Investing in Debt vs. Investing in Stocks
Since 2001 the Discovery channel has been airing a documentary television series called "How It's Made" that involves showing viewers how common items that many of us find in our own homes are manufactured. This long running show has attracted an amazing following because many of us are very curious as to where and how some of the most common things in our lives are created. As human beings we are naturally curious about the other side of our consumables, and as many people who have been through the debt settlement process wonder where all the money people are lent comes from.
Two of the most common ways an investor can allocate investment capital are to invest in the equity of a company by purchasing stock either in a private offering or on a stock exchange or by lending money to a company or individual with the understanding that the loan must be repaid with interest. Lending money is the equivalent of investing in a person or company based on their creditworthiness, in other words, investing in debt. Both methods have their upsides. On the one hand, owning equity makes you a fractional owner of a company and gives you a stake in the profits. On the other hand, being a lender allows you to offer money to individuals and businesses without taking on the risk of owning the actual equity in the company which could be very difficult to liquidate in the event that the business fails or the individual decides to file bankruptcy.
Investing in debt allows you the freedom of liquidity that doesn't come with being an equity investor. When a company goes bankrupt, it's the lenders who have first dibs on any actual value left once the company and its assets are liquidated, leaving the equity investors to wait their turn and only hoping that there is anything left over once the lenders have taken their fair share. Alternatively, when a company does incredibly well, the equity investor makes exponentially greater returns than the lender, and the lender cannot make any sort of claim against the company greater than the agreed upon loan terms.
Two of the more common ways an investor can make an investment in debt is by investing in individual bonds or a bond exchange traded fund (ETF). A bond is simply a method that companies can use to gain their own investment capital from the public by allowing the public to purchase contracts that guarantee them interest payments over a certain period of time in exchange for the company being able to use a lump sum of cash that you've invested. At the end of the duration of the bond, when the bond "matures", the investor not only gets to keep the interest payments, but also gets to redeem their entire investment sum which could be reinvested in other bonds or put to use in any way they would like.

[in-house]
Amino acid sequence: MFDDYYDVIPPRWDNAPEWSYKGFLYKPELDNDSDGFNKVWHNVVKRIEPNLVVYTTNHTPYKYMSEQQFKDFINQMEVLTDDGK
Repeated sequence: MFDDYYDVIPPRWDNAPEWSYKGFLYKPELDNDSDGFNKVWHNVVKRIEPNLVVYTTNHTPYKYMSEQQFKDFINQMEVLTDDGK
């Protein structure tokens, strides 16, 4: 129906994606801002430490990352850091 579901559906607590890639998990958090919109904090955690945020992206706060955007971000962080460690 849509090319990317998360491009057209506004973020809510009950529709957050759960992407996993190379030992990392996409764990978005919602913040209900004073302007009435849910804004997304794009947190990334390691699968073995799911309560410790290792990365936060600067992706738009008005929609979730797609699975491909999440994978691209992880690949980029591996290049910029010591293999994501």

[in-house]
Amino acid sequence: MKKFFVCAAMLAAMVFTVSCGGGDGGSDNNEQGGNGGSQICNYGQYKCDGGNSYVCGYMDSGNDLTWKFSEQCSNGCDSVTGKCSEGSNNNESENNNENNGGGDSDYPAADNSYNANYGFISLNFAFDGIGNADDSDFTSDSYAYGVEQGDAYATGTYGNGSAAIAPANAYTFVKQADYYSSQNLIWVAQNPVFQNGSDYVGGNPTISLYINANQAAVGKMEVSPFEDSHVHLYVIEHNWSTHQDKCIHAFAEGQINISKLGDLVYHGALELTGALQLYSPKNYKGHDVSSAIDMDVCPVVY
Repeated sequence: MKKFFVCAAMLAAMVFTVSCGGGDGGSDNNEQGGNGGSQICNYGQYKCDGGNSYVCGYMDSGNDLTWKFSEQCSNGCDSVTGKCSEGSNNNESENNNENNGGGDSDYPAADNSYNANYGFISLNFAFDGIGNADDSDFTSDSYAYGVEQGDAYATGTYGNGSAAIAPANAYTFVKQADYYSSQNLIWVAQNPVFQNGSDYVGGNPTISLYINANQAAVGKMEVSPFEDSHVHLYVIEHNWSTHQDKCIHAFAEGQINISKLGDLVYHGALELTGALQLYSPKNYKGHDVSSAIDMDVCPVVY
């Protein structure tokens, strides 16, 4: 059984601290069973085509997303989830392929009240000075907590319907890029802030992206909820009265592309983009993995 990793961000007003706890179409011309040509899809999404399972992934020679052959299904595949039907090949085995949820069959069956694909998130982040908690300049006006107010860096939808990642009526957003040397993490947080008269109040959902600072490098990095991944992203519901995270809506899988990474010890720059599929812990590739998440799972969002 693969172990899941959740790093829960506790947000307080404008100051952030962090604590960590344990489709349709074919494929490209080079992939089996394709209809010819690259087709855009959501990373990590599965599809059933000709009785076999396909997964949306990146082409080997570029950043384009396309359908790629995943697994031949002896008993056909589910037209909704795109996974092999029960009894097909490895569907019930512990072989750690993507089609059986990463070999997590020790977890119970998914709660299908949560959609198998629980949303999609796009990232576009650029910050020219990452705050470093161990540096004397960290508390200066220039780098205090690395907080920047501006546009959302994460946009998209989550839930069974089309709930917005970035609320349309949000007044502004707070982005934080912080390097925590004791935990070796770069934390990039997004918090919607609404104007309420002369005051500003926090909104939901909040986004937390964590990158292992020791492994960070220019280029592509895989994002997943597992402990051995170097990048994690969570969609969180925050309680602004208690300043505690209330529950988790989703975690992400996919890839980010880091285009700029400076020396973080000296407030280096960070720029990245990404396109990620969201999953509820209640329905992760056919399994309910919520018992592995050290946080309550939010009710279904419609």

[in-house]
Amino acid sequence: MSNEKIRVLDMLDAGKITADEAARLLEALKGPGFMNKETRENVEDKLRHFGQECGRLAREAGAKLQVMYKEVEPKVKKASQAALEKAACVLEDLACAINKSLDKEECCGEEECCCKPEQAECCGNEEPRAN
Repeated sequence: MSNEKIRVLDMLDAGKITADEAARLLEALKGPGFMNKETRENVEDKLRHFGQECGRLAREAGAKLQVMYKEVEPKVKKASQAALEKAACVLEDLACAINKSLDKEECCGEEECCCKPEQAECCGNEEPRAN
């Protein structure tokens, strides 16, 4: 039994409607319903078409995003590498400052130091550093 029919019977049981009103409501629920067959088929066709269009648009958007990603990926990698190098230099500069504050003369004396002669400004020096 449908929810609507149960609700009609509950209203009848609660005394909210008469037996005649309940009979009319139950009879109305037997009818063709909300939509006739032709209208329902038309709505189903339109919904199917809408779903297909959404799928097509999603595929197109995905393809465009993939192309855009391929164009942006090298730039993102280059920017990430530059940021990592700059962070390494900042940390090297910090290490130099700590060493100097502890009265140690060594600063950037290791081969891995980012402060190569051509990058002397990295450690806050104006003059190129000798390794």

There is a large variety of bonds to choose from, but some of the more common types of bonds to invest in are:
- Fixed Rate Bonds: These are bonds that have a fixed interest rate over the life of the bond.
- Treasury Bonds: These bonds are as close to lending the federal government money as you can get and are often considered to be one of the most sound investments available as proven by the Treasury bond's quoted interest rate as the starting point for many discounting valuation models in finance.
- Municipal Bond: These are investments in your local or state government and one of the benefits of this type of bond is that very often the income received from them isn't taxed by either the Federal or State -- leaving the entirety of the cash flow received from the bond to be reinvested by the holder.
Debt has been one of the foundations for building a civilization for thousands of years and yet is one of the least understood and known about aspects of a society. Few people know that they have the option to invest in debt or even that bonds are a company's way to ask for a loan to the general public. By investing in the debt instead of the equity of a company you are helping a company grow by providing it the cash it needs without taking away a cut of the profits by purchasing its equity and becoming a partner.
This guest post was written by Eliza Collins, a seasoned personal finance writer with professional experience in the debt relief industry. Eliza writes at debtsettlement.com where you can read more about debt, hands-on debt relief strategies or services.